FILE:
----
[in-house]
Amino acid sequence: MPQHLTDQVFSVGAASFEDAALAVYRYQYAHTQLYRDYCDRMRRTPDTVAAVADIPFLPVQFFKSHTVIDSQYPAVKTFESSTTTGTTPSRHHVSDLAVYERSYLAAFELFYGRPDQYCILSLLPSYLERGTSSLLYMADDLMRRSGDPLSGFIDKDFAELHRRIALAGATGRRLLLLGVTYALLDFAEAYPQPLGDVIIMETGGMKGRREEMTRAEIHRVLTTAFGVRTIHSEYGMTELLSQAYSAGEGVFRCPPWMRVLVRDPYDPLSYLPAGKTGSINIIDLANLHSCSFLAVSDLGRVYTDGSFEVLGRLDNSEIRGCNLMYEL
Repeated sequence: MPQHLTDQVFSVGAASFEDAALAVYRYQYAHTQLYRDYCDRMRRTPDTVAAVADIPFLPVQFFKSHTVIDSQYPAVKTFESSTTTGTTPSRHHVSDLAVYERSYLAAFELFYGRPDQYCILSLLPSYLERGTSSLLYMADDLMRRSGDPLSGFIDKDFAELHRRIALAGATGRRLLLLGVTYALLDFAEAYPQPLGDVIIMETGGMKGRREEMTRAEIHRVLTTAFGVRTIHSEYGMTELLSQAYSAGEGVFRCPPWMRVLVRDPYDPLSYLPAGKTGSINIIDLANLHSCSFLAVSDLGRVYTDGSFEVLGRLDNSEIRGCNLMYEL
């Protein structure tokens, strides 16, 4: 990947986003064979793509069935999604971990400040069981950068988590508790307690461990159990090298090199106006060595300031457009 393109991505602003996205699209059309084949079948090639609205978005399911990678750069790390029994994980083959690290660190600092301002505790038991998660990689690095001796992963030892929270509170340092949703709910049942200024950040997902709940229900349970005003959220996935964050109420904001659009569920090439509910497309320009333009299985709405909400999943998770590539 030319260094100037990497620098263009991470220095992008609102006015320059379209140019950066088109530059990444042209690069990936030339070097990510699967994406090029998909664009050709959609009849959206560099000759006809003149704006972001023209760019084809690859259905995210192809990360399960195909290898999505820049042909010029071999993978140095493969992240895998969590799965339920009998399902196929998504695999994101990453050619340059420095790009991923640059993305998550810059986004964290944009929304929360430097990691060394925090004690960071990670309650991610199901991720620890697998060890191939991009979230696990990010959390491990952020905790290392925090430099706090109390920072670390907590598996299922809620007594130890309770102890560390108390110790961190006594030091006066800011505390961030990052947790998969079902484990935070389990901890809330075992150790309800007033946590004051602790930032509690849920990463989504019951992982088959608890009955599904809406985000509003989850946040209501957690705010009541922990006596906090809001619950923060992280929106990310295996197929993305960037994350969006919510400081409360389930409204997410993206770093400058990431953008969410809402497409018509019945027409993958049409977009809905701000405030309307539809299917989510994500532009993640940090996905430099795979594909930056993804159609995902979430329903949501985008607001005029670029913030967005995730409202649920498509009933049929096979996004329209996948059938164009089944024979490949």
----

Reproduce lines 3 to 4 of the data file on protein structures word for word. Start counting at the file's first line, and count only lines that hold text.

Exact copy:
Repeated sequence: MPQHLTDQVFSVGAASFEDAALAVYRYQYAHTQLYRDYCDRMRRTPDTVAAVADIPFLPVQFFKSHTVIDSQYPAVKTFESSTTTGTTPSRHHVSDLAVYERSYLAAFELFYGRPDQYCILSLLPSYLERGTSSLLYMADDLMRRSGDPLSGFIDKDFAELHRRIALAGATGRRLLLLGVTYALLDFAEAYPQPLGDVIIMETGGMKGRREEMTRAEIHRVLTTAFGVRTIHSEYGMTELLSQAYSAGEGVFRCPPWMRVLVRDPYDPLSYLPAGKTGSINIIDLANLHSCSFLAVSDLGRVYTDGSFEVLGRLDNSEIRGCNLMYEL
């Protein structure tokens, strides 16, 4: 990947986003064979793509069935999604971990400040069981950068988590508790307690461990159990090298090199106006060595300031457009 393109991505602003996205699209059309084949079948090639609205978005399911990678750069790390029994994980083959690290660190600092301002505790038991998660990689690095001796992963030892929270509170340092949703709910049942200024950040997902709940229900349970005003959220996935964050109420904001659009569920090439509910497309320009333009299985709405909400999943998770590539 030319260094100037990497620098263009991470220095992008609102006015320059379209140019950066088109530059990444042209690069990936030339070097990510699967994406090029998909664009050709959609009849959206560099000759006809003149704006972001023209760019084809690859259905995210192809990360399960195909290898999505820049042909010029071999993978140095493969992240895998969590799965339920009998399902196929998504695999994101990453050619340059420095790009991923640059993305998550810059986004964290944009929304929360430097990691060394925090004690960071990670309650991610199901991720620890697998060890191939991009979230696990990010959390491990952020905790290392925090430099706090109390920072670390907590598996299922809620007594130890309770102890560390108390110790961190006594030091006066800011505390961030990052947790998969079902484990935070389990901890809330075992150790309800007033946590004051602790930032509690849920990463989504019951992982088959608890009955599904809406985000509003989850946040209501957690705010009541922990006596906090809001619950923060992280929106990310295996197929993305960037994350969006919510400081409360389930409204997410993206770093400058990431953008969410809402497409018509019945027409993958049409977009809905701000405030309307539809299917989510994500532009993640940090996905430099795979594909930056993804159609995902979430329903949501985008607001005029670029913030967005995730409202649920498509009933049929096979996004329209996948059938164009089944024979490949």